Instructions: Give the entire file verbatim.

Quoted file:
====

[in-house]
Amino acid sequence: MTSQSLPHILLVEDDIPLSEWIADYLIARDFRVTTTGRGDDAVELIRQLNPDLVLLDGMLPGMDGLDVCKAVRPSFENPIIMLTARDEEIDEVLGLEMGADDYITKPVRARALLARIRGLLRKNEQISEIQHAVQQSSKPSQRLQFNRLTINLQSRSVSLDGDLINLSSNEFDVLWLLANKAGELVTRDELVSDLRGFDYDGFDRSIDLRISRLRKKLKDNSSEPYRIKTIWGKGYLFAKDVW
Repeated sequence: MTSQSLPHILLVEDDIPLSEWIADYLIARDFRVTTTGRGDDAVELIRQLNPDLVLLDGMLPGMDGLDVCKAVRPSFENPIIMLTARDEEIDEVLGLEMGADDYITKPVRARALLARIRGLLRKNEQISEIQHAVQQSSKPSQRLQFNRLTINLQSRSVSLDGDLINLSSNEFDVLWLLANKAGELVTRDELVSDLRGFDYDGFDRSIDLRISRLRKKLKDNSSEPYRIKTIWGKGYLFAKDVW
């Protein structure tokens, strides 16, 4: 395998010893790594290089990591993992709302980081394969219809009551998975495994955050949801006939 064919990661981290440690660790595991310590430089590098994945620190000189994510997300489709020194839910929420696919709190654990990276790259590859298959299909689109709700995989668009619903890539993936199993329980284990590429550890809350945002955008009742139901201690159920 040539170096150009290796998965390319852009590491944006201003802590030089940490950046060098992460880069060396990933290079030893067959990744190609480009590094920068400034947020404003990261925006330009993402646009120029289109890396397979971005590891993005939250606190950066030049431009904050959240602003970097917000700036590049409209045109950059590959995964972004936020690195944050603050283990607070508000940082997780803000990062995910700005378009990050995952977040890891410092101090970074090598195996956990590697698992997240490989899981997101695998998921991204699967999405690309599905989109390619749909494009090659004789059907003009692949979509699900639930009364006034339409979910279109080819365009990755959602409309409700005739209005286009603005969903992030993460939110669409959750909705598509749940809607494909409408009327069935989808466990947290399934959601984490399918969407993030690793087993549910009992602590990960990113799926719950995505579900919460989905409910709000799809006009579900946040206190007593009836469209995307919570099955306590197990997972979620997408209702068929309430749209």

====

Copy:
[in-house]
Amino acid sequence: MTSQSLPHILLVEDDIPLSEWIADYLIARDFRVTTTGRGDDAVELIRQLNPDLVLLDGMLPGMDGLDVCKAVRPSFENPIIMLTARDEEIDEVLGLEMGADDYITKPVRARALLARIRGLLRKNEQISEIQHAVQQSSKPSQRLQFNRLTINLQSRSVSLDGDLINLSSNEFDVLWLLANKAGELVTRDELVSDLRGFDYDGFDRSIDLRISRLRKKLKDNSSEPYRIKTIWGKGYLFAKDVW
Repeated sequence: MTSQSLPHILLVEDDIPLSEWIADYLIARDFRVTTTGRGDDAVELIRQLNPDLVLLDGMLPGMDGLDVCKAVRPSFENPIIMLTARDEEIDEVLGLEMGADDYITKPVRARALLARIRGLLRKNEQISEIQHAVQQSSKPSQRLQFNRLTINLQSRSVSLDGDLINLSSNEFDVLWLLANKAGELVTRDELVSDLRGFDYDGFDRSIDLRISRLRKKLKDNSSEPYRIKTIWGKGYLFAKDVW
């Protein structure tokens, strides 16, 4: 395998010893790594290089990591993992709302980081394969219809009551998975495994955050949801006939 064919990661981290440690660790595991310590430089590098994945620190000189994510997300489709020194839910929420696919709190654990990276790259590859298959299909689109709700995989668009619903890539993936199993329980284990590429550890809350945002955008009742139901201690159920 040539170096150009290796998965390319852009590491944006201003802590030089940490950046060098992460880069060396990933290079030893067959990744190609480009590094920068400034947020404003990261925006330009993402646009120029289109890396397979971005590891993005939250606190950066030049431009904050959240602003970097917000700036590049409209045109950059590959995964972004936020690195944050603050283990607070508000940082997780803000990062995910700005378009990050995952977040890891410092101090970074090598195996956990590697698992997240490989899981997101695998998921991204699967999405690309599905989109390619749909494009090659004789059907003009692949979509699900639930009364006034339409979910279109080819365009990755959602409309409700005739209005286009603005969903992030993460939110669409959750909705598509749940809607494909409408009327069935989808466990947290399934959601984490399918969407993030690793087993549910009992602590990960990113799926719950995505579900919460989905409910709000799809006009579900946040206190007593009836469209995307919570099955306590197990997972979620997408209702068929309430749209």